To get the best results, planning a patio or decking should be done as carefully as if you were adding another room to your home. Position, size and materials are critical.
What time of day will you be using it most? This will help you decide on the direction it should face to get the most sun or, if there’s a choice, which side of the house should it be on.
As a basic rule of thumb, choose east for breakfast and morning; south for all day use; and west for late afternoon and early evening. Strong prevailing winds may dictate a sheltered position. Do you want it to lead off a particular room? Are there any trees to take into account to provide shade or privacy, or that will have to be removed?
Check the location of pipe-work or manholes, since access to them will have to be factored into your considerations. Also look at the fall of the land, it will be more expensive if a slope has to be built up.
How large do you want the patio/deck to be? This will depend on what your using it for and, to some extent, on the size of your garden. Try to keep things in proportion. If you plan to eat outside, make sure it’s large enough for people to sit comfortably round a table as well as being able to walk around it without stepping off the edge.
The next major consideration is which material to use. Stone slabs, concrete slabs, imitation stone, or bricks? If laying a new patio near the house, choose a colour that contrasts or compliments the brickwork. Dark colours will make the patio look smaller, but they will absorb the light so there will be less glare and any heat will be retained and radiated as the evening cools down.
Combinations of different coloured stone can be used to good effect, or the same coloured stone can be laid to create patterns, as of course can bricks. The more complex the pattern and the more the slabs have to be cut, the more expensive the job will be.
Before laying stones or bricks, the ground will have to be properly prepared by levelling it and laying a sound, solid foundation, usually of hardcore or scalpings. These two areas of preparation are key to a successful patio. Without them, the patio might crack or sink in places. Make sure the patio lies below the level of the damp proof course.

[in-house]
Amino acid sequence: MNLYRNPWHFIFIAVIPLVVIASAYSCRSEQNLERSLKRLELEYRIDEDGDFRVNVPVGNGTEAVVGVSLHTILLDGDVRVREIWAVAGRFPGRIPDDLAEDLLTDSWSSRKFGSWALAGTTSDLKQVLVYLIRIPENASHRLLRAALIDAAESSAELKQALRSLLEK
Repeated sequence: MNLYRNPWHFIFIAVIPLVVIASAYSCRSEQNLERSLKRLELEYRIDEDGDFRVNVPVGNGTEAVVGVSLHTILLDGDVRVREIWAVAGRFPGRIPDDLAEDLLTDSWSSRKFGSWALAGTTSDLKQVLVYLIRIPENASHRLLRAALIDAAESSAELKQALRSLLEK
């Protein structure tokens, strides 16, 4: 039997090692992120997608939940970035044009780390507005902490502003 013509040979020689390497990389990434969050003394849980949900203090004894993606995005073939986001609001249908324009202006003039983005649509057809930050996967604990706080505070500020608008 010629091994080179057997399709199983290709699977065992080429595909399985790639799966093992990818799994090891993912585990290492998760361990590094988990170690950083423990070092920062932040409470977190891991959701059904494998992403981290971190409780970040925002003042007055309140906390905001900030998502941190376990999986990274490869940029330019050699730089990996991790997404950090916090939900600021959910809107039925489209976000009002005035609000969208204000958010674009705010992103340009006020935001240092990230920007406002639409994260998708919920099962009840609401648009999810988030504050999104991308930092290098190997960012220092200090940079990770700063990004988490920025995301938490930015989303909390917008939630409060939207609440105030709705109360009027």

There should be a very slight slope away from the house so that rainwater is drained off. A newly laid patio should not be used for about three days so that it has time to settle. In the meantime, cover it with polythene and occasionally sprinkle it with water so the pointing doesn’t dry too fast.
The great advantage of a deck is that it can go where no patio can. It has a wooden sub-structure or frame so it can be raised anything from 150mm to high above the ground. Decks can be built over a slope, uneven ground or even water.
Raised decking means the frame will have to be fixed to vertical posts that are embedded in concrete footings to give the deck stability. If using softwood (very popular as it is cheaper than hard wood) make certain that it is tannalised (treated with preservative) and guaranteed to last for between ten and twenty five years.
Generally, standard length decking boards range in width between 75-150mm and are grooved so that they don’t become too slippery when wet. The grooves should run the same way as a slight slope built into the deck, so that any water runs off them easily.
The boards can be laid in different ways to create patterns too (vertical, horizontal, diagonal, chevrons). It’s important to decide on the pattern you want before the frame is made so that the joists of the frame are in the right place. To prevent weeds from growing underneath the deck, cover the ground below the frame with black plastic before it is installed.